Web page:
The Shakespeare Theatre Company both presents and receives awards. Annually it presents The Will Award and The Emery Battis award. Additionally it regularly receives awards for its productions.

The Will Award

The William Shakespeare Award for Classical Theatre (The Will Award) has been presented by the Shakespeare Theatre Company since 1988. The Will Award is an annual honor to recognize an artist who has made a significant contribution to classical theatre in America.[98] Since at least 2008 the award ceremony has been held under the patronage of the British Ambassador and his wife.[99]


The Emery Battis Awards

The Emery Battis Award for Acting Excellence is presented annually at the first opening night of the new season to recognize two actors whose work in a mainstage production demonstrates outstanding classical technique. The award is funded by an anonymous donor and includes a cash prize.[citation needed] It is named for the long time and beloved Shakespeare Theatre Company actor Emery Battis.[108][109]

Award recipients include:[110][111]

Actor Production Role Season
Adam Green The Liar Cliton (the valet) 2009–2010
Michael Hayden Richard II, Henry V Richard II, Henry V 2009–2010
Holly Twyford Old Times Anna 2010–2011
Mark Nelson The Merchant of Venice Shylock 2010–2011
Carson Elrod The Heir Apparent Crispin 2011–2012
Steven Epp The Servant of Two Masters Truffaldino 2011–2012
Diane D'Aquila Coriolanus Volumnia 2012–2013
Patrick Page Coriolanus Coriolanus 2012–2013
Bianca Amato Private Lives Amanda 2013–2014[112]
Matthew Amendt Henry IV, Part 1 and Part 2 Prince Hal 2013–2014[112]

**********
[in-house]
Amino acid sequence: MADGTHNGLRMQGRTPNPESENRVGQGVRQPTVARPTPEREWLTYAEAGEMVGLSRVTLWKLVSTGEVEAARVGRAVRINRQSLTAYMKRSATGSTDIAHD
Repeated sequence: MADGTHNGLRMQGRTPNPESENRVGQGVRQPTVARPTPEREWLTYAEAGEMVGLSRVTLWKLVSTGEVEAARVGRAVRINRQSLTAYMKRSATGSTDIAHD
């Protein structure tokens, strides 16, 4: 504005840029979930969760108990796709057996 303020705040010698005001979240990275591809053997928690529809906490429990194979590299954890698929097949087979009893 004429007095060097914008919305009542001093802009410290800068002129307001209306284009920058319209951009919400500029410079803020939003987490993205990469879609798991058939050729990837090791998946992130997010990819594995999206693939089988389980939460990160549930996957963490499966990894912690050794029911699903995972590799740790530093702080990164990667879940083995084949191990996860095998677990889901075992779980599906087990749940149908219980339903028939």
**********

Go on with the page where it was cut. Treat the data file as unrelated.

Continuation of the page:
Amber Iman Man of La Mancha Aldonza 2014–2015[113]
Robert Stanton The Critic & The Real Inspector Hound Puff & Moon 2015–2016[114]
Robyn Hurder Kiss Me Kate Bianca/Lois Lane 2015–2016[114]

Received awards

Press notices

Other activities

Free for All

In 1991, the Shakespeare Theatre Company began its annual Free For All productions at the Carter Barron Amphitheatre in D.C.'s Rock Creek Park. Each summer the company remounts a production from the previous season. Until 2009, these productions were held at the outdoor Amphitheatre in Rock Creek Park. However, in 2009 the company moved the free performances downtown and indoors[120] For a complete list of the productions, see Shakespeare Theatre Company Free For All.

Rediscovery Series

Works for the ReDiscovery Series are chosen by Artistic Director Michael Kahn and presented under the direction of Shakespeare Theatre artistic staff. Guest artists join members of the Shakespeare Theatre Company and the Washington theatrical community to investigate these great but lesser known plays of world literature. The readings occur at the Lansburgh on at least three Mondays throughout the year and are hosted by company member Ted van Griethuysen. Guest scholars, translators and adaptors involved with the evening's reading also frequently participate in the rehearsal, performance and occasional post-performance discussion when time permits.[121]

Academy for Classical Acting

The Shakespeare Theatre Company and George Washington University offer a one-year intensive graduate program leading to a Master of Fine Arts degree. The curriculum focuses on the specific craft of acting Shakespeare and other classical texts. George Washington University provides accreditation for an MFA degree, resources and strong links to the Folger Shakespeare Library and the Library of Congress.[122][123] The program has graduated over 100 actors who are now performing on stages in New York, Washington D.C. and across the country.[124]

See also


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Coordinates: 38°53′44″N 77°01′20″W / 38.8956°N 77.0223°W / 38.8956; -77.0223